This concern is for good reason. A recent poll published by Corey & Scheufele noted found two trends: First, the general populations’ understanding of nanotechnology has remained fairly static in the last few years, second, there is a widening gap among education groups, with the less-educated respondents having an increased perception of risk by a factor of 3 to 1.  Many companies have made the decision to stop communicating their use of nanotechnology due to the risk of backlash from a significant portion of the population. Understandable, considering this is regardless of internal quality standards or safety testing.

Examples of how Large companies message technology value propositions.png

Now some of you may have read my blog about Starting with Why. While those principles still apply, they are not necessarily reflected in the selected value messaging listed above. Instead, the examples focus on features of the product. This brings up an important point. Starting with why is important, but following up with what and how are equally critical. Without a what and how, no customer knows what you are selling. Listing quantifiable benefits is a key step in the communication of value. Also, not every marketing team is a great one. So, for the points of this article, they serve the purpose. Here, we are trying to make the point of why nanotechnology not a quantifiable benefit.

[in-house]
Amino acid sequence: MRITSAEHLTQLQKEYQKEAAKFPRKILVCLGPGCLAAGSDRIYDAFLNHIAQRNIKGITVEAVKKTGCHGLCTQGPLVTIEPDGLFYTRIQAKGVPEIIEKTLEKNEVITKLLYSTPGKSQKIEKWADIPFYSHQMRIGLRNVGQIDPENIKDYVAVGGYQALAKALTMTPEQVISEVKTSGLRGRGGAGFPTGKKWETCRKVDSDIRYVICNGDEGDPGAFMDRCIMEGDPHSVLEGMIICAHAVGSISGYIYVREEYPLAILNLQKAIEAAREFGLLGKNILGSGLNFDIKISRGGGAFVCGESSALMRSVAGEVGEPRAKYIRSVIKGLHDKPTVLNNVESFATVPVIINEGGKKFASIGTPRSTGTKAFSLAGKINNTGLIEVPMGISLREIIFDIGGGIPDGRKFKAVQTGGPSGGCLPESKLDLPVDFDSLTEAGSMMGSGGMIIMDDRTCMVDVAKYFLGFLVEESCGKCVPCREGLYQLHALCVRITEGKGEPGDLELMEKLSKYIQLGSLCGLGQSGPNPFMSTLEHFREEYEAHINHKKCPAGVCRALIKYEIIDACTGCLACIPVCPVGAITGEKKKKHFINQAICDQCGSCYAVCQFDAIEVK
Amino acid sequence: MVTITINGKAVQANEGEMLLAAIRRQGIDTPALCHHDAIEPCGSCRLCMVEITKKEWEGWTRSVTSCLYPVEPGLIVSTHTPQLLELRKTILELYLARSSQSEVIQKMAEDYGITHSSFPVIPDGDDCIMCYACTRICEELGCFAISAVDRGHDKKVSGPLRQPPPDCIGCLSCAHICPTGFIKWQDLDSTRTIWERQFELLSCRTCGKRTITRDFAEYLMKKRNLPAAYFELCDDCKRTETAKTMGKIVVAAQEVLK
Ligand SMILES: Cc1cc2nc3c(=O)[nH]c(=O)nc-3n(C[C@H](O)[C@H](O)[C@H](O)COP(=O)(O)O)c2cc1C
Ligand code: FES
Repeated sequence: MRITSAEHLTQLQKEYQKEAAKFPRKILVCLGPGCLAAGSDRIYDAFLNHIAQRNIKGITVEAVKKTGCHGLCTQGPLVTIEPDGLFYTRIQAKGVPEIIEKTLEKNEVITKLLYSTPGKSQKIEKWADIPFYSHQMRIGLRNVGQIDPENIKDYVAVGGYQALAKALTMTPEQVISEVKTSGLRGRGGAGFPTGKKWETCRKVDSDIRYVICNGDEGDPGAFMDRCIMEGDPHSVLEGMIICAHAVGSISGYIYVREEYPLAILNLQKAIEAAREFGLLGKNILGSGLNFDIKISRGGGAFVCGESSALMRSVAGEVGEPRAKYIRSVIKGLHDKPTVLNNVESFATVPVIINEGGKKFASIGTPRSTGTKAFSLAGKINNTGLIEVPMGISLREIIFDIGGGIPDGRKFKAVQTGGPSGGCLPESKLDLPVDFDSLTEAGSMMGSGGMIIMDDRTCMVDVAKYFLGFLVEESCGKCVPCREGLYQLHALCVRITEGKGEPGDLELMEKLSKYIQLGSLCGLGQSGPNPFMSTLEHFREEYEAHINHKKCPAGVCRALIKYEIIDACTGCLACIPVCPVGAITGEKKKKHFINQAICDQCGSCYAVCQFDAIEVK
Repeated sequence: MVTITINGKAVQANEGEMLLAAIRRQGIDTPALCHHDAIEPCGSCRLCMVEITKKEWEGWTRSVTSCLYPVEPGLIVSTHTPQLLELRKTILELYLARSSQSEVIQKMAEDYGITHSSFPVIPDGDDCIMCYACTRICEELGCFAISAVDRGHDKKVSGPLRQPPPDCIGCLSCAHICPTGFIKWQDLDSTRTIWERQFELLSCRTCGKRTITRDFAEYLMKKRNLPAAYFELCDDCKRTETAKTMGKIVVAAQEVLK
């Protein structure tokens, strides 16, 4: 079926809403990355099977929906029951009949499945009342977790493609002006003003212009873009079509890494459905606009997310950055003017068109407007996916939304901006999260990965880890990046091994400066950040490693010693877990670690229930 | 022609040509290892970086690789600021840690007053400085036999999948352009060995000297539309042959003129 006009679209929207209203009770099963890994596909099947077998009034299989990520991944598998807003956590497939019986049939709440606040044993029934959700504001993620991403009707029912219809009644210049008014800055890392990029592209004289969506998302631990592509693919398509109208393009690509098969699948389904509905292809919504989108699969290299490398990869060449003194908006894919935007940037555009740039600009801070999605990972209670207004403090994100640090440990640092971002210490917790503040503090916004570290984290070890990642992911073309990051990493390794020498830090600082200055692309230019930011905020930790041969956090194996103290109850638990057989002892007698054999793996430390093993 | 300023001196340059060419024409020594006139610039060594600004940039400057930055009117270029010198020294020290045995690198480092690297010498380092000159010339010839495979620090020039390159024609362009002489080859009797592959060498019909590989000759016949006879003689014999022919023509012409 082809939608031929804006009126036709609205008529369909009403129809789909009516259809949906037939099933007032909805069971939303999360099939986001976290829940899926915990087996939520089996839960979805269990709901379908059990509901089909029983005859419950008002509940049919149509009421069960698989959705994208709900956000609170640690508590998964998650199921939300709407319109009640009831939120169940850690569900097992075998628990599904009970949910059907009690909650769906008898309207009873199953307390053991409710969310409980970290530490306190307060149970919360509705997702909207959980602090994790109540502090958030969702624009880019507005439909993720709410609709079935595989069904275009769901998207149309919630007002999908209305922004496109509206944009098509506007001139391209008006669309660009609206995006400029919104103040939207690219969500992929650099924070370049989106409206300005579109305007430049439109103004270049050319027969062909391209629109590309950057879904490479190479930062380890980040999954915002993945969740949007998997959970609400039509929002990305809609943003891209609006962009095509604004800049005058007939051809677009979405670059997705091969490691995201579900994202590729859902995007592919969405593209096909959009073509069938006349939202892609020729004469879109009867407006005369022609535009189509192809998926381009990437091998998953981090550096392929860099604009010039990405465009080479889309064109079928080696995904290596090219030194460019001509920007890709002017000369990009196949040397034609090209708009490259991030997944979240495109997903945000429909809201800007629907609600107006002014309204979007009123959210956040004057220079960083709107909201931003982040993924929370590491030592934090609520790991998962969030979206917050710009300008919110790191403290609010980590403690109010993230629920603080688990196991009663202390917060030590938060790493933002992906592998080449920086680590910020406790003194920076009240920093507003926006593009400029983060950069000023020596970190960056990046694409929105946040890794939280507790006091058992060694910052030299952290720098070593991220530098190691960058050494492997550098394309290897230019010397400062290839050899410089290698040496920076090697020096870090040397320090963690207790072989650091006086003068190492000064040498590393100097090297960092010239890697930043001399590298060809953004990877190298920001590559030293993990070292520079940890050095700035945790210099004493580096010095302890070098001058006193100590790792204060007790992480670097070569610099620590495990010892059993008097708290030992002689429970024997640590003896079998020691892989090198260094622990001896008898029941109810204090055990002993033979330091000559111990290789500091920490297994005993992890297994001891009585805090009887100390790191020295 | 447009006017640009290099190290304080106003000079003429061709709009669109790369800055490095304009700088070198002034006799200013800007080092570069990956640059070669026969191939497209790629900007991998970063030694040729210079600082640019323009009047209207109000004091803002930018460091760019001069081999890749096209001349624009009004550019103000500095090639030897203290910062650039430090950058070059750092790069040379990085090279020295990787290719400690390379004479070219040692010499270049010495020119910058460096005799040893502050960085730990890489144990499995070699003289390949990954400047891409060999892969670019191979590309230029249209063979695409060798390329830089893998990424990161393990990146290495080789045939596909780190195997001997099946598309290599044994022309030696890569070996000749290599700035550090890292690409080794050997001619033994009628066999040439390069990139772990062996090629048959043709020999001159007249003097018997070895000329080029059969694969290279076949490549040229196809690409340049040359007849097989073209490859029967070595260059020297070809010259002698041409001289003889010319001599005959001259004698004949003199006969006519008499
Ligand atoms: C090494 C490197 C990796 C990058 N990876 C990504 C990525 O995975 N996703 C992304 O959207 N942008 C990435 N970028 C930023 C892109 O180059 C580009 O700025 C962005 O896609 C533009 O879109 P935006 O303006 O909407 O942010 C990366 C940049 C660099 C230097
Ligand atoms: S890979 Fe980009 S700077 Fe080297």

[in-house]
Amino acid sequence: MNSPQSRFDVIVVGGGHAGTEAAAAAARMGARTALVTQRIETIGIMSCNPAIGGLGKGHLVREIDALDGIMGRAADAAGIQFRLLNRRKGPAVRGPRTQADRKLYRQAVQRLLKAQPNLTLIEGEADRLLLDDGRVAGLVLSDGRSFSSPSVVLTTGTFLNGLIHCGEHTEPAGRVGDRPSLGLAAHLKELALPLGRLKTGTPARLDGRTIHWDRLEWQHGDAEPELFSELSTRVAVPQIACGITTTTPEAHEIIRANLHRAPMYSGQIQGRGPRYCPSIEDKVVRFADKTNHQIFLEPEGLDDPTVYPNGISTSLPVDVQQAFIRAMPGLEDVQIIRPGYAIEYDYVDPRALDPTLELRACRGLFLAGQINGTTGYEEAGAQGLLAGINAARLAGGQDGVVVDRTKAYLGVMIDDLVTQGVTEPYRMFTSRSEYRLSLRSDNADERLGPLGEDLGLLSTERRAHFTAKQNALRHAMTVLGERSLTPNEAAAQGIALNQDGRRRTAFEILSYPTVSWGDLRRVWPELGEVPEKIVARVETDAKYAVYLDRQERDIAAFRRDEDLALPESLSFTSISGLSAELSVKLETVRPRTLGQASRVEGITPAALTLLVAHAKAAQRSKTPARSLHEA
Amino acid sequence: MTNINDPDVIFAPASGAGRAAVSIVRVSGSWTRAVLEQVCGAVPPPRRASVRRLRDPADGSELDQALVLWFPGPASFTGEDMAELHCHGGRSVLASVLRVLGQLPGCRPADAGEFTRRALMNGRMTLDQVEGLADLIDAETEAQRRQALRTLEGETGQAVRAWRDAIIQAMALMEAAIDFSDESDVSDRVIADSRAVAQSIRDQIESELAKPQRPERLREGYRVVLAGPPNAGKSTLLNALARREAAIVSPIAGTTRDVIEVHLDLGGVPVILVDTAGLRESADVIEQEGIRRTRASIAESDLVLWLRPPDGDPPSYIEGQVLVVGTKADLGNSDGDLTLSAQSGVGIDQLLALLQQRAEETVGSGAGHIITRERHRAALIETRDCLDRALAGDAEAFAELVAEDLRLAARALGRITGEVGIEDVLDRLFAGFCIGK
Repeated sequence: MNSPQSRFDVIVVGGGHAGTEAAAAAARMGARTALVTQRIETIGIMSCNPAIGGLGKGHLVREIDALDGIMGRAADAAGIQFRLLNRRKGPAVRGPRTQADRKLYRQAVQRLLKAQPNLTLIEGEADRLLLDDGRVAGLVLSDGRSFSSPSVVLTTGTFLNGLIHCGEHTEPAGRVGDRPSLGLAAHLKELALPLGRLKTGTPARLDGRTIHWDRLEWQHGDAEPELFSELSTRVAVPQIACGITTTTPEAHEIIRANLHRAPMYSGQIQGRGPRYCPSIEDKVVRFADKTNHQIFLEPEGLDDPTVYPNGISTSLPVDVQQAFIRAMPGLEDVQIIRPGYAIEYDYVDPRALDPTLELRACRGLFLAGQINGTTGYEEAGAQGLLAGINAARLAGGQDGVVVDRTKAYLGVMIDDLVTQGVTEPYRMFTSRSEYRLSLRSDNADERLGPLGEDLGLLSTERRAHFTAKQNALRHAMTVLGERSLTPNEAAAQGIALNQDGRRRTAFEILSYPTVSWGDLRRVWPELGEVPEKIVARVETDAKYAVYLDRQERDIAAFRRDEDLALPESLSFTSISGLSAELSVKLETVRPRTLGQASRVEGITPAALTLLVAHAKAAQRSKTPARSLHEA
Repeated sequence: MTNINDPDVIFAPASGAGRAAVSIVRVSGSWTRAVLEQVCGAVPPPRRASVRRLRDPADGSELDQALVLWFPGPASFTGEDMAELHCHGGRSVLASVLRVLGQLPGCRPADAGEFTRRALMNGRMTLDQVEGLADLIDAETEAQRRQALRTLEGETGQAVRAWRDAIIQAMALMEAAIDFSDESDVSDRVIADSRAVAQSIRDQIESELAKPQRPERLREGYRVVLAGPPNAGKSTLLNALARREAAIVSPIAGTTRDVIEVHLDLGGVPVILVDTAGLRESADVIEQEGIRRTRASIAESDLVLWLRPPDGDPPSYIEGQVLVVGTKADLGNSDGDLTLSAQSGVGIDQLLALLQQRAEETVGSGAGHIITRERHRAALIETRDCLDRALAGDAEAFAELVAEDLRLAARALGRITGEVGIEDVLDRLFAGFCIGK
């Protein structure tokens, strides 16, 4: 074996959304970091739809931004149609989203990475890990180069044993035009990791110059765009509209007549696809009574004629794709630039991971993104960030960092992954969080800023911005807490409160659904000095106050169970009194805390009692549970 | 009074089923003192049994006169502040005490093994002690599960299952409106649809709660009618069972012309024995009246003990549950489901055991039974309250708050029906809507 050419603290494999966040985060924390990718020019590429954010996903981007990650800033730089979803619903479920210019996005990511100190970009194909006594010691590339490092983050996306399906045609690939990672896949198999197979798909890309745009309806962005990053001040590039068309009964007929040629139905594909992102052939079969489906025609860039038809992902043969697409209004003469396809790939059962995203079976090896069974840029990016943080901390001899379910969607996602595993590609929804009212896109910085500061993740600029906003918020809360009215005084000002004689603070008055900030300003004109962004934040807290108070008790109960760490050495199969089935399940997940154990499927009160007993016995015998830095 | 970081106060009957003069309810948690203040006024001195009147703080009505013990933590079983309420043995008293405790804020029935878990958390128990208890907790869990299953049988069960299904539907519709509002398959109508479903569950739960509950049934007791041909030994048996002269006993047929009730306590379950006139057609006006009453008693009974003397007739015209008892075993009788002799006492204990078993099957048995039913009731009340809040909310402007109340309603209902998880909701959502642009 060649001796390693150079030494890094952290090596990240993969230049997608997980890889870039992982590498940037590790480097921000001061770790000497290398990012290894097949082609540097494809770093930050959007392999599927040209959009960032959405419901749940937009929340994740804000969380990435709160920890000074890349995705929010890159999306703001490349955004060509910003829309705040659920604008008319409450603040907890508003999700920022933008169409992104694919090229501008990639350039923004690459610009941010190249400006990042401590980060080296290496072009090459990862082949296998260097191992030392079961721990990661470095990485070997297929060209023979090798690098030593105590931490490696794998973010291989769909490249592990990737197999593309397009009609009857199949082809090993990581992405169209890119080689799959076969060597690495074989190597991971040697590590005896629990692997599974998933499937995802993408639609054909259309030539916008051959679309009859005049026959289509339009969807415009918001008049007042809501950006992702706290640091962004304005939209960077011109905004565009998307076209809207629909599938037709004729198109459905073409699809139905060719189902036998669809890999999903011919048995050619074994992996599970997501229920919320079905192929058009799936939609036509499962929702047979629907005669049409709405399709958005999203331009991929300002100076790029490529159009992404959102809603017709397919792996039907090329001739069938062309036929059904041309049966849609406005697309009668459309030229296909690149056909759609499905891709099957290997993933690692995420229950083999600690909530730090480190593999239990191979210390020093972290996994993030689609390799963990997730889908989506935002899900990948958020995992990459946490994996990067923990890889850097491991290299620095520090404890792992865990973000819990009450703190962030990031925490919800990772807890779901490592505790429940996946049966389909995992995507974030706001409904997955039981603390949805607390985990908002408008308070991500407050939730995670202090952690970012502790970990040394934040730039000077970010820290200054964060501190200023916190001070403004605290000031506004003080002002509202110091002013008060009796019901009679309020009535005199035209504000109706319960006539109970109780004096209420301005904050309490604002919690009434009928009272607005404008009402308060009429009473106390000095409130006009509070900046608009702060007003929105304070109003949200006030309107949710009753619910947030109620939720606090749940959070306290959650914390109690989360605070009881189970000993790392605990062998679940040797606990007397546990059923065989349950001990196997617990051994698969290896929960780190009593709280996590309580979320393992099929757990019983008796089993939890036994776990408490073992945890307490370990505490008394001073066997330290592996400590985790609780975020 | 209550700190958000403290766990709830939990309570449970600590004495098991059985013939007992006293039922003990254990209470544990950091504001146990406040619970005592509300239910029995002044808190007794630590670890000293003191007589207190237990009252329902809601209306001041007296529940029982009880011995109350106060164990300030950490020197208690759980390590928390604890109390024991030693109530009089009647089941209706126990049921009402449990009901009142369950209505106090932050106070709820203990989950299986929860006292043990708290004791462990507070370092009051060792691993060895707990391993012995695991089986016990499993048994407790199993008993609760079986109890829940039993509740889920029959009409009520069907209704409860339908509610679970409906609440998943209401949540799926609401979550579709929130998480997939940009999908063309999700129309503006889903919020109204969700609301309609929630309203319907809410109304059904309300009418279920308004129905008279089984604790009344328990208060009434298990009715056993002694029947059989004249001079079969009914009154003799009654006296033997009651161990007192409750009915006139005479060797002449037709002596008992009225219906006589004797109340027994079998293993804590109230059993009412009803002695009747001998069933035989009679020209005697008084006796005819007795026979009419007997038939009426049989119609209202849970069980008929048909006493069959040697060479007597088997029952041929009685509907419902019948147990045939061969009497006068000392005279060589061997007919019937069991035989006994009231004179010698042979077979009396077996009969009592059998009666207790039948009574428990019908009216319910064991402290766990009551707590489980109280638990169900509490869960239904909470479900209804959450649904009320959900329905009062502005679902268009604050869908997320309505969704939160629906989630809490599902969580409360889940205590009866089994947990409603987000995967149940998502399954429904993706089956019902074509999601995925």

Instead, take the time to think critically about why your product really benefits your customers. Perform A/B testing on your message with focus groups. If you are in a B2B market, try getting your customers to tell you why they like your product. Translate that focus into a brand messaging template. Then, have the website, marketing materials, and sales pitches connect to this value messaging template. Revisit this template annually to make sure it aligns with your customer base and future trajectory. Long term you will be able to refine your message and increase customer engagement.

That’s all for now, thanks for reading!

Thoughts on this article? Please post comments and questions below!



2 thoughts on “Nanotechnology is NOT a Value Proposition

  1. Good piece. I often find somewhat challenging to structure a good value proposition for investors who are not tech savvy or involved in the industry. I think we have done an OK job presenting it to clients (because they understand their problem) but building a proposition that is both easy to digest and convincing for financial investors, especially early in the life of the company, it is fairly complicated.


    1. Thanks for the comment Ares Materials. You bring up a really good point. The value proposition for investors is completely different from that of customers. While there is a lot of people talking about what you need to convince investors, they really are only thinking about one thing: How do I get my money back out of this investment? Material about market, customers, burn rate, technology all are ways of supporting their financial returns analysis. I’ll think about this point more and try to write something up on it in the coming weeks.
      Thanks again!